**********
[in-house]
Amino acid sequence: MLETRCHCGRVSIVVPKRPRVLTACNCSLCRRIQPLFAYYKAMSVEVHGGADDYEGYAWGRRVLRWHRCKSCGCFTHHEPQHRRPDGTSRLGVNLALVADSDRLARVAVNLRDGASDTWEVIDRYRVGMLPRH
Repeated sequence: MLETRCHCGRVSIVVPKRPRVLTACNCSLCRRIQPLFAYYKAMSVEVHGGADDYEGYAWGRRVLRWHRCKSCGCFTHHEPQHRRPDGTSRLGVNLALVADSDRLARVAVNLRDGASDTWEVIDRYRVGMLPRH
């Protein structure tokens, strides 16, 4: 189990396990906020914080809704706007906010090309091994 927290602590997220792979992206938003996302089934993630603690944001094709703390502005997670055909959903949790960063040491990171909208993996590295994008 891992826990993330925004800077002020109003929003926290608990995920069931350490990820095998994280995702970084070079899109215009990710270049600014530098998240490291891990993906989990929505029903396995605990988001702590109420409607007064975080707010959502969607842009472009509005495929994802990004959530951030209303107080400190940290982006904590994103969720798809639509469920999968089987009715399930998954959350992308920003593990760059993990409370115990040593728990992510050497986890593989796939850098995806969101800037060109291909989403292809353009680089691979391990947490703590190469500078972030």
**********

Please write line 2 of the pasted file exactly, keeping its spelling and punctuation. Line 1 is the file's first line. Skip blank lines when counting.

Amino acid sequence: MLETRCHCGRVSIVVPKRPRVLTACNCSLCRRIQPLFAYYKAMSVEVHGGADDYEGYAWGRRVLRWHRCKSCGCFTHHEPQHRRPDGTSRLGVNLALVADSDRLARVAVNLRDGASDTWEVIDRYRVGMLPRH